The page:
Dark City opens by immersing the audience in the midst of a fractured, nightmarish narrative. The protagonist, who later learns that his name is John Murdoch, has amnesia. He begins his "new life" as a full-grown adult naked in a bath tub, uncertain of how he got there. His only company in the grungy hotel suite is the nude body of a dead prostitute. Did he kill her or not? He doesn't know. Suddenly, Murdoch receives a phone call from someone named Dr. Schreber (Kiefer Sutherland), who claims to have his best interests at heart. Schreber warns him to get out of the hotel immediately. Soon, without a clue about his identity, Murdoch is fleeing from corpse-like creatures with incredible mental powers. But it turns out that Murdoch is not defenseless against his enemies -- his mind, like theirs, can shape reality, although he doesn't understand how to harness his abilities. Soon, his quest to unearth his past links him up with Emma (Jennifer Connelly), a woman who is supposedly his wife, and Police Inspector Bumstead (William Hurt), who believes Murdoch to be innocent of the prostitute's murder. But Murdoch's small group of allies offer little help when it comes to dealing with his powerful, ghoulish adversaries, the amoral Mr. Book (Ian Richardson) and Mr. Hand (Richard O'Brien).
Proyas' inspiration for his Dark City appears to be New York during the first half of this century, but, using a style that is part science fiction, part noir thriller, and part gothic horror, he has embellished it to create a surreal place unlike no other. Film lovers will find that Dark City is overflowing with references to classic pictures -- everything from the silent Dracula adaptation, Nosferatu, to Hitchcock's masterful Vertigo. Throw in a little Twilight Zone and Star Trek for good measure. Even if you get bored with the storyline, which is extremely unlikely, there are still plenty of these little details to absorb your attention.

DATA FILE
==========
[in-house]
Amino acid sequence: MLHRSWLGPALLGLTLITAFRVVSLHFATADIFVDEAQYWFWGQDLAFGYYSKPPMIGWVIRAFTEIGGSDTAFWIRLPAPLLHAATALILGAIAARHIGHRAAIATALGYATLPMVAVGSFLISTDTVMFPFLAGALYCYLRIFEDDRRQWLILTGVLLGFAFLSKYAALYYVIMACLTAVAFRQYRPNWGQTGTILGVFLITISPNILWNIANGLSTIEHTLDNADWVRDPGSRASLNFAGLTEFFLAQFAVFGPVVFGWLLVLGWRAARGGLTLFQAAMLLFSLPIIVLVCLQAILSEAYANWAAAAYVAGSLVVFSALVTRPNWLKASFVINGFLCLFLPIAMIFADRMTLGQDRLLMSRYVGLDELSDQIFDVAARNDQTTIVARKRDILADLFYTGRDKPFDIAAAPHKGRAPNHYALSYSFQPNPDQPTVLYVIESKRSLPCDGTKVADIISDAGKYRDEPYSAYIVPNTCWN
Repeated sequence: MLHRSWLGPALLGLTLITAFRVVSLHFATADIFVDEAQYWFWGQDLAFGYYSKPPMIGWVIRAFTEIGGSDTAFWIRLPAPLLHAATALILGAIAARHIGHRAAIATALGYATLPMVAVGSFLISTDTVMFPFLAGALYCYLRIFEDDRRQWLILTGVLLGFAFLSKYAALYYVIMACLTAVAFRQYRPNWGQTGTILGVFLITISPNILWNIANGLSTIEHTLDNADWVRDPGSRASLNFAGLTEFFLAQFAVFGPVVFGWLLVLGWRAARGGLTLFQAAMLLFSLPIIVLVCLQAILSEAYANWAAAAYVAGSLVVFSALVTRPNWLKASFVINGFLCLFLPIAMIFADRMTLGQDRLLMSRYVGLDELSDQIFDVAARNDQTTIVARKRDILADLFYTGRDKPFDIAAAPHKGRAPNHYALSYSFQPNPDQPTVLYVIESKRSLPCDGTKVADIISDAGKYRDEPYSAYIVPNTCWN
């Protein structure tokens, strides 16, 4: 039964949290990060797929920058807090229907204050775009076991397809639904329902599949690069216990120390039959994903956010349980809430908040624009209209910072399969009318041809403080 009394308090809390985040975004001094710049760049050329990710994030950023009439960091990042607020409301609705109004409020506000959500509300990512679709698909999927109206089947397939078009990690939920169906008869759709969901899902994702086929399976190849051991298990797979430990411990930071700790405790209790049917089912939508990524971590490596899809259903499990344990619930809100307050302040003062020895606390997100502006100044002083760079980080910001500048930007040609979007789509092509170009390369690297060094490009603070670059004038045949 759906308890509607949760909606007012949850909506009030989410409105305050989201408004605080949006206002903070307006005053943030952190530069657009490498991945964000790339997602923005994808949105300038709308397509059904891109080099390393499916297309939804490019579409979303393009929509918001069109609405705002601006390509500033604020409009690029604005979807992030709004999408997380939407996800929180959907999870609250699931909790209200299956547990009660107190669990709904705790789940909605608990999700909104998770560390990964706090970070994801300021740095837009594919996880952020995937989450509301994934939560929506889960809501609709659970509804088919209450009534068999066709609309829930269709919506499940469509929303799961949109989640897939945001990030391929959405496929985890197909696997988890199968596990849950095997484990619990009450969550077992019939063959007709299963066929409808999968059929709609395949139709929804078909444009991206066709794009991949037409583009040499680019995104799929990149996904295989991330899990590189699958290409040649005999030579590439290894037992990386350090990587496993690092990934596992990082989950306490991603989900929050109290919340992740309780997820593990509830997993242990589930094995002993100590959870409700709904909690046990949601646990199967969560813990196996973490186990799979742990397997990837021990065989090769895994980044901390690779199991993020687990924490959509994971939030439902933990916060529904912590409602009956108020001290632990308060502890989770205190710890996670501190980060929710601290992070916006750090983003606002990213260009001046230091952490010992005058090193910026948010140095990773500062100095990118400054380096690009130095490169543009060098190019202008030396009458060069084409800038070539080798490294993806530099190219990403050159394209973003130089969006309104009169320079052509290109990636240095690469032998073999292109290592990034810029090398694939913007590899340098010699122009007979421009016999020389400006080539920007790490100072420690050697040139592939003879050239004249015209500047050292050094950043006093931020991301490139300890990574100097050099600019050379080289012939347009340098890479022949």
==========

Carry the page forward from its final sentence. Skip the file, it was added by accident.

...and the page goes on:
Proyas' excellent vision extends to his casting choices. Rufus Sewell (currently appearing in Dangerous Beauty) makes a perfect John Murdoch, since he is equally good as a confused, desperate refugee and an avenging angel. Kiefer Sutherland, affecting a limp and a strange accent, evokes images of a Nazi scientist who's more concerned with the experiment than with its victims. Jennifer Connelly, who looks the part of a classy, black-and-white screen siren, plays her femme fatale role to a "T". And William Hurt is sufficiently gruff in the kind of part that Humphrey Bogart would have been at home in.
If there's a flaw with Dark City (and it's a small one, to be sure), it's that the film takes a little too long forging a link between the audience and Murdoch. For the first thirty minutes, we're left floating, watching the confounding narrative unfold, marveling over the strange occurrences, and waiting for film to really grab us. Once that happens, it's difficult not to become completely engrossed. So, is the lengthy setup necessary? Almost certainly, and, as I said, any slow spots are only a tiny blemish on the face of a film that offers a gratifyingly original and stunning science fiction experience.
Dark City (United States, 1998)
Cast: Rufus Sewell, Kiefer Sutherland, Jennifer Connelly, Richard O'Brien, Ian Richardson, William
Screenplay: Alex Proyas and Lem Dobbs and David S. Goyer
Cinematography: Dariusz Wolski
Music: Trevor Jones
U.S. Distributor: New Line Cinema